Justice delayed is justice denied, is an oft-quoted saying but seldom practiced. This case is an eye-opener.
In 2001, a lady filed a criminal complaint in a magistrate’s court in bihar against her in-laws alleging cruelty. The offences alleged were under Sections 498A, 323, 406, 379 and 504 of the Indian Penal Code, 1860. Their plea seeking discharge was rejected by the Magistrate in 2004 and the case was posted for framing of charge.
The in-laws moved the high court which took a couple of years only to dismiss their plea seeking quashing of the complaint on several grounds, including the ground that the court concerned has no territorial jurisdiction to entertain the complaint and the appropriate court to decide the complaint is the court at Gopalganj district. This was in the year 2006.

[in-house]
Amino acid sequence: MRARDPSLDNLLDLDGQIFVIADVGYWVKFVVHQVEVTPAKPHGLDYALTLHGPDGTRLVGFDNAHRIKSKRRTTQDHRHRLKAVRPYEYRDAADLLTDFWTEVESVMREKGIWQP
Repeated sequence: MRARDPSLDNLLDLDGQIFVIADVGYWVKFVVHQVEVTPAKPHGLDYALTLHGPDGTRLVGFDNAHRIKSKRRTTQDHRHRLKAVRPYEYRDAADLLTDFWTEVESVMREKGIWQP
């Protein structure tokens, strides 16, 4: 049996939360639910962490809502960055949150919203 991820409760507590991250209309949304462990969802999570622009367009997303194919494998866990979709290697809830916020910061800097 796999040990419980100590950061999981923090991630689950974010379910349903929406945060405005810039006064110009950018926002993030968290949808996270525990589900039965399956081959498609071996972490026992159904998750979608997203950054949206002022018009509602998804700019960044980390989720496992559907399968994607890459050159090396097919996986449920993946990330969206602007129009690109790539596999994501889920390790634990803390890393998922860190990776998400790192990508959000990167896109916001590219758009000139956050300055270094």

The Special Leave Petition filed in the very same year came before a Supreme Court bench comprising Justice SB Sinha and Justice Markandey Katju. They stayed operation of the judgment of the high court ‘until further orders’.
In 2009, leave was granted and it was numbered as a ‘Criminal Appeal’. There is also a Registrar’s order in the year 2012, directing the Registry to process the matter for final hearing.
As per available records, this matter next came up before the bench in October 2017 only. It was finally heard by a bench of Justice AM Sapre and Justice S Abdul Nazeer last week.
In a non-reportable judgment, the Supreme Court observed that it ‘find no merit in the appeal’.
The court also observed: “It is really unfortunate that the complaint filed in the year 2001 by respondent No. 2 (wife) is not yet decided on merits and has remained pending for such a long time on a technical plea.”
But whose fault is it anyway?
There is also a direction to the accused to contest the complaint and also to Magistrate to decide it within six months.
If the highest court of the country imposes on itself time limits to dispose of such ‘technical pleas’, justice will dawn for many.